Friday, June 28, 2019

More Resin Art Overflow Jewellery Idea - Daisy Chain Earrings

For anyone who has made a few pieces of resin art, you'll have seen the intricate patterns that collect on the table below your canvas as the resin drips over the edge. You just couldn't replicate such gorgeous marbling if you tried! It's probably crossed your mind that you could turn it into jewellery and this post shows you one way that you can. You'll need a die cut machine like a Sizzix Big Shot and steel rule die to cut the resin - plus my special tip which you can see in the video further down the page.

Orange and Blue Daisy Chain earrings

Here's what you need:
Resin Art overflow (or skin) no thicker than 1.5mm (1/16")
Drill with 1mm drill bit
Sizzix Big Shot
Sizzix die - I used Flowers #4 (657011) which has been retired. Try this one instead: 660659 or hunt around for a second hand one on your favourite pre-loved goods site.
2 4mm Swarovski bicone crystals (I used Montana)
2 silver ball head pins
Fine cable chain
6 x 4mm silver jump rings
2 oval jump rings
2 earring wires

Tools: chain nose pliers, round nose pliers, flat nose pliers, flush cutters
You'll also need a craft heat tool or a flat container filled with warm water.

N.B. This project works best with resins skins that are slightly flexible when cured. If the resin you try to die cut snaps, then you will have to use those skins in a different project. Keep an eye out for upcoming blog posts featuring other ways you can use up resin art overflow that don't require die cutting.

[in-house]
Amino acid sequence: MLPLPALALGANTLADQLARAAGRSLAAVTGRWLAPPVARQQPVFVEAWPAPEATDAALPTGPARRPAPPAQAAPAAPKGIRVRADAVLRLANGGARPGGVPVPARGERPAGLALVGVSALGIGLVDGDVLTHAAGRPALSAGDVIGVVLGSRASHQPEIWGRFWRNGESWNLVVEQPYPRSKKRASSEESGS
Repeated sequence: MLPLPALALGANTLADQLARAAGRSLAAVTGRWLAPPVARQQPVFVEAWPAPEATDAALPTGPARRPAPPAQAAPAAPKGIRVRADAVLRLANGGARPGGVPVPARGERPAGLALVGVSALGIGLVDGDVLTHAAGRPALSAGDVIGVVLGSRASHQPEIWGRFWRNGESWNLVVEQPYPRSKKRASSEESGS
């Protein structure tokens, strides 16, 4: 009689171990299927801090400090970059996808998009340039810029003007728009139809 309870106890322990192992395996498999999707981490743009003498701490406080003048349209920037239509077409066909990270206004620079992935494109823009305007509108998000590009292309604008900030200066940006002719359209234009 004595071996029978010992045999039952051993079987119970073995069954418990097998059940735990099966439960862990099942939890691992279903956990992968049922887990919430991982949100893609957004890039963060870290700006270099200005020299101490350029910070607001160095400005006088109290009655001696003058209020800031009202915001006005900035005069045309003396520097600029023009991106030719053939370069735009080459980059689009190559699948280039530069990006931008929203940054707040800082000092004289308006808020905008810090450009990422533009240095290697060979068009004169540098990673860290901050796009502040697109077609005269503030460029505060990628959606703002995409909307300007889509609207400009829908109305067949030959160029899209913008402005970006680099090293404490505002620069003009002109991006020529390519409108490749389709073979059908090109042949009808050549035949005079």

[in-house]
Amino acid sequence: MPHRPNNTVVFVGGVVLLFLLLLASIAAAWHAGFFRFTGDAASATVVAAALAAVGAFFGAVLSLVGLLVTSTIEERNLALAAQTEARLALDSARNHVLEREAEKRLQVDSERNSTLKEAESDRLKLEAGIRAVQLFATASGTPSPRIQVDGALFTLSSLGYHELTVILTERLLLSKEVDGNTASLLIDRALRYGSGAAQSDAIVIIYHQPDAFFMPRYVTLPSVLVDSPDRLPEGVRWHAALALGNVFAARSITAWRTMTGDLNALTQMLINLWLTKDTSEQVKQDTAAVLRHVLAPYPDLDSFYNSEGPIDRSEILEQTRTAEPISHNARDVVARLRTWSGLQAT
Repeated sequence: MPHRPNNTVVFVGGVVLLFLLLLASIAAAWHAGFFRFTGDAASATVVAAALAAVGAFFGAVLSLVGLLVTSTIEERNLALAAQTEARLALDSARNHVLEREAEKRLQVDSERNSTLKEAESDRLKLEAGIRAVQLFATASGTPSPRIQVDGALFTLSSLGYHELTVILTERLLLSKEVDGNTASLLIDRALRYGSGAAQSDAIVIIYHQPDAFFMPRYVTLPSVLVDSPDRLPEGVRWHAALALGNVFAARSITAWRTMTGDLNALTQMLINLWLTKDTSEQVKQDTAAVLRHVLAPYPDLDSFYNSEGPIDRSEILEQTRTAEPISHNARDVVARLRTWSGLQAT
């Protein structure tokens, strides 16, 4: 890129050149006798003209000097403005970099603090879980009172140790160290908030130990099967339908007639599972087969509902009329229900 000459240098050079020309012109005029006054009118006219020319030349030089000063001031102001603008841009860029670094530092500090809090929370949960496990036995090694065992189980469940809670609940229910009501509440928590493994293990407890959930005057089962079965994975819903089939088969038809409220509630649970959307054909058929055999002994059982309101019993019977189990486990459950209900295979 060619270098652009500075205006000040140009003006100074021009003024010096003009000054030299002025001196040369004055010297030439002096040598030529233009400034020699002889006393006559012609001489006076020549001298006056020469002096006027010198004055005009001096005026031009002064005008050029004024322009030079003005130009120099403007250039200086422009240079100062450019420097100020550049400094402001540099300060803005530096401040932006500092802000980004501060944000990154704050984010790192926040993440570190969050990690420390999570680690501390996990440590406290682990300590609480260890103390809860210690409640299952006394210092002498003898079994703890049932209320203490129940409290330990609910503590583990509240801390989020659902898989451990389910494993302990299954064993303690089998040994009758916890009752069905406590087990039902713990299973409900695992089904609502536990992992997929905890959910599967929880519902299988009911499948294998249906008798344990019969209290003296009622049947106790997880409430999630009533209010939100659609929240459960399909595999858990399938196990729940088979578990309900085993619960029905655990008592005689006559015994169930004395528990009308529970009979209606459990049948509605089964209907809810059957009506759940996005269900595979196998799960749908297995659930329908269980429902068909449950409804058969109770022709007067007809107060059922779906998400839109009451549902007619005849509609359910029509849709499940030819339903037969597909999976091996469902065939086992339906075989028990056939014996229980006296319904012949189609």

To make it easier to cut, soften the sheet of resin by passing the craft heat tool over it a few times. If you're using warm water, place the resin into the water bath for a few minutes and then dry it off. When the resin is as flexible as shown in this photo, it will be much easier for the Big Shot to cut it.
Pliable resin skin

Whilst the resin is still pliable, position it face down on the die. Cutting this way will give you a nice rounded edge on the front of the daisies so you won't have to sand rough edges (Bonus!!)
Marbled resin skin in position on the die cutting plate.

Sandwich the die between the plates with the dye facing up (resin on top). You need to position it in the centre of the plates. this allows the leading edges to flex as they begin to draw through the machine. If you place the die hard up against the leading edge, you won't be able to draw the plates through.
Turning the handle of the Big Shot to draw the plates through.

Slowly crank the handle. If the Big Shot feels like it's struggling, then the resin is too thick. Stop and choose a thinner skin to work with.

Remove the die from the plate sandwich and remove the die cuts. Sometimes, they'll be firmly stuck below the steel cutting frame and you'll have to pry them out with a needle tool.
Using a needle tool to remove a stuck die cut from the die.

Drill a hole in the top of each flower.
Drilling a hole in the tips of the resin petal